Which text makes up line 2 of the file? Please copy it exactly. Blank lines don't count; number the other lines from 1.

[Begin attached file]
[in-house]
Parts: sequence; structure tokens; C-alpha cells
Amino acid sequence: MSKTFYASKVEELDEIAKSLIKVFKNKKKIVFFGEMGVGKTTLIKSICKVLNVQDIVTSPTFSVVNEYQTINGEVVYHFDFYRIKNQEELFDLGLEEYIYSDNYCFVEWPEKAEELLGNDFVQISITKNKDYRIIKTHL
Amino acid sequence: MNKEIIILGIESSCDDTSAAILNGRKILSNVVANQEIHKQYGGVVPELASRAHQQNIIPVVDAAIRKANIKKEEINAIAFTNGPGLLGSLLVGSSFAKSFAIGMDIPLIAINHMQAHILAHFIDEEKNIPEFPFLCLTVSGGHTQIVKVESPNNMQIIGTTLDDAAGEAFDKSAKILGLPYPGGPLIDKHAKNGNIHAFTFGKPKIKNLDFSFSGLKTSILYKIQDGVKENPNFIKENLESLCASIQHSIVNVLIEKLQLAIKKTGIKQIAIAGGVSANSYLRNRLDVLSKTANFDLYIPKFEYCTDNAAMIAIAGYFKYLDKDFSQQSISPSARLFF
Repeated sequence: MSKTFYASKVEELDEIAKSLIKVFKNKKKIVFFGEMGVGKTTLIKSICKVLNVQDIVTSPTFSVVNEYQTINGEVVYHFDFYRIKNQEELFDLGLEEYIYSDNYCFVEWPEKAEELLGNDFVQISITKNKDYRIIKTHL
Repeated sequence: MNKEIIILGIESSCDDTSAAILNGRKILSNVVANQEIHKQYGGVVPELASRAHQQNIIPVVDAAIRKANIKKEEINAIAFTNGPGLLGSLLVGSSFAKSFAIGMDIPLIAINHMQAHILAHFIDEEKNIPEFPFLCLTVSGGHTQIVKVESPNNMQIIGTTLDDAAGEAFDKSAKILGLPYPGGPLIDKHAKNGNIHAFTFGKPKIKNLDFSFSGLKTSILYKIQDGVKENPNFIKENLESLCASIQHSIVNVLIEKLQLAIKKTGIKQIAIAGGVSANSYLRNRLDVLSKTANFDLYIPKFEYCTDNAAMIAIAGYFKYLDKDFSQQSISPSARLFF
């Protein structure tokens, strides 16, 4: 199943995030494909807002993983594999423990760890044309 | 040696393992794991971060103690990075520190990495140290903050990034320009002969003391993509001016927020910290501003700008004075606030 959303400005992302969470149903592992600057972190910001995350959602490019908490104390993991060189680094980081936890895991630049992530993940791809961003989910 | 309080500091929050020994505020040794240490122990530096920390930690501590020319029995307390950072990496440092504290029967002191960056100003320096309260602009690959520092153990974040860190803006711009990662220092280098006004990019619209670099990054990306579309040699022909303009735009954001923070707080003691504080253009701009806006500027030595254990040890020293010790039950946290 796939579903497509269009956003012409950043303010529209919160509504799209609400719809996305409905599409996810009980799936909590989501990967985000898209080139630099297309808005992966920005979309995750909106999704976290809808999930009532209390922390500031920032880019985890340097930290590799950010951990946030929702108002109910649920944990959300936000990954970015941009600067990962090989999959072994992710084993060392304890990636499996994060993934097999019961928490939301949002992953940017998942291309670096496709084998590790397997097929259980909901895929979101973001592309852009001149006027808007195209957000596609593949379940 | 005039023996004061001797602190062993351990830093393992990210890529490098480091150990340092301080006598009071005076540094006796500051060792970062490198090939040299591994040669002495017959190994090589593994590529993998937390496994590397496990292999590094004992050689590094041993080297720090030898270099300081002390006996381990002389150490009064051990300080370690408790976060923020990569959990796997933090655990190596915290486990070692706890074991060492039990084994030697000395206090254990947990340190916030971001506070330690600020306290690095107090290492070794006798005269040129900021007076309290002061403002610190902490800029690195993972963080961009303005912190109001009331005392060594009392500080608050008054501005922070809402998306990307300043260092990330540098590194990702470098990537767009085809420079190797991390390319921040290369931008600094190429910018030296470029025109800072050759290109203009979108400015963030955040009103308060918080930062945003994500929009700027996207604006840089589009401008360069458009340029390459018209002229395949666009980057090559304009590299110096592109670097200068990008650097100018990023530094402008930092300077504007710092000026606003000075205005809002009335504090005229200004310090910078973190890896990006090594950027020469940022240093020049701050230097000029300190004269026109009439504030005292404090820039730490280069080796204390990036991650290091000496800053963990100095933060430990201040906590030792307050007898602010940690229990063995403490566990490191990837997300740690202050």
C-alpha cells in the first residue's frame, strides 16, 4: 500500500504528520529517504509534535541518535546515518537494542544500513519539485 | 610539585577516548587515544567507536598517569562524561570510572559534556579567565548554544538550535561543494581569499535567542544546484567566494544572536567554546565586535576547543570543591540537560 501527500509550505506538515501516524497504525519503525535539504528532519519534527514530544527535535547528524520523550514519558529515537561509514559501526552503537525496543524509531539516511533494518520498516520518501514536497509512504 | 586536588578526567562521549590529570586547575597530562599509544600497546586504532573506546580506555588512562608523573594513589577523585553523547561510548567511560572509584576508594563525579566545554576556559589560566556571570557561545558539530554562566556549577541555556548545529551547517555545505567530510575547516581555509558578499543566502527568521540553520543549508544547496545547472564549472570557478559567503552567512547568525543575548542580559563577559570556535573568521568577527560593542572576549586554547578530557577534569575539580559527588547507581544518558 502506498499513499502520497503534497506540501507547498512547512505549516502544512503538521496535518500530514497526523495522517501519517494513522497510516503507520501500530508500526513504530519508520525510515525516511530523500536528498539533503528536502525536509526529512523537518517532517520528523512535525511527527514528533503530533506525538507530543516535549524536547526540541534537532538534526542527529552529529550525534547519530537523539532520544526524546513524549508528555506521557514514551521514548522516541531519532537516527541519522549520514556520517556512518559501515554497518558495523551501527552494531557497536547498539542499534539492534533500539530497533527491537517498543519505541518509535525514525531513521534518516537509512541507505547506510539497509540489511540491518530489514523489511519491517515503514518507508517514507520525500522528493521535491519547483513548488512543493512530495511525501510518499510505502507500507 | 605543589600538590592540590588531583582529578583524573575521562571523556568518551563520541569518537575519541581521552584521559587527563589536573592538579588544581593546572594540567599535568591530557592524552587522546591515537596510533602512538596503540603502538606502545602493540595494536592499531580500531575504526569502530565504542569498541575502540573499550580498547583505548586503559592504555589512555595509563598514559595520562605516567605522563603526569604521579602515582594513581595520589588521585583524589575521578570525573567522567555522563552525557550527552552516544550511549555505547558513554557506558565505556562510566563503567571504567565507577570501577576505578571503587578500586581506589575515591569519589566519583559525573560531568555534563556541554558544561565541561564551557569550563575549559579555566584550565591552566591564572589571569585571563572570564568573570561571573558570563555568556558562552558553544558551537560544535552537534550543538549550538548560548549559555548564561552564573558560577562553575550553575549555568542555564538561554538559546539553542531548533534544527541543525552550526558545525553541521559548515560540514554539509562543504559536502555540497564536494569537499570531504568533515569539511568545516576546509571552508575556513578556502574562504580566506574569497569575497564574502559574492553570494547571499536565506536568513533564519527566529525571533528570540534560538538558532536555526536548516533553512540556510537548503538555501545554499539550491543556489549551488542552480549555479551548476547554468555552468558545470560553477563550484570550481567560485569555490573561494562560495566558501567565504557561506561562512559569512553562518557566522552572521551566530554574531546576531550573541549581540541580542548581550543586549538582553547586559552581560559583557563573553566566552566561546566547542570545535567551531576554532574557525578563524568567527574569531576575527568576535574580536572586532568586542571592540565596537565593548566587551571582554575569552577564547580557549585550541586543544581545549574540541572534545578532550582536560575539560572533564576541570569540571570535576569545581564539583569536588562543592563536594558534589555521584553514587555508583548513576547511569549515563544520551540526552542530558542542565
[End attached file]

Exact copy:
Parts: sequence; structure tokens; C-alpha cells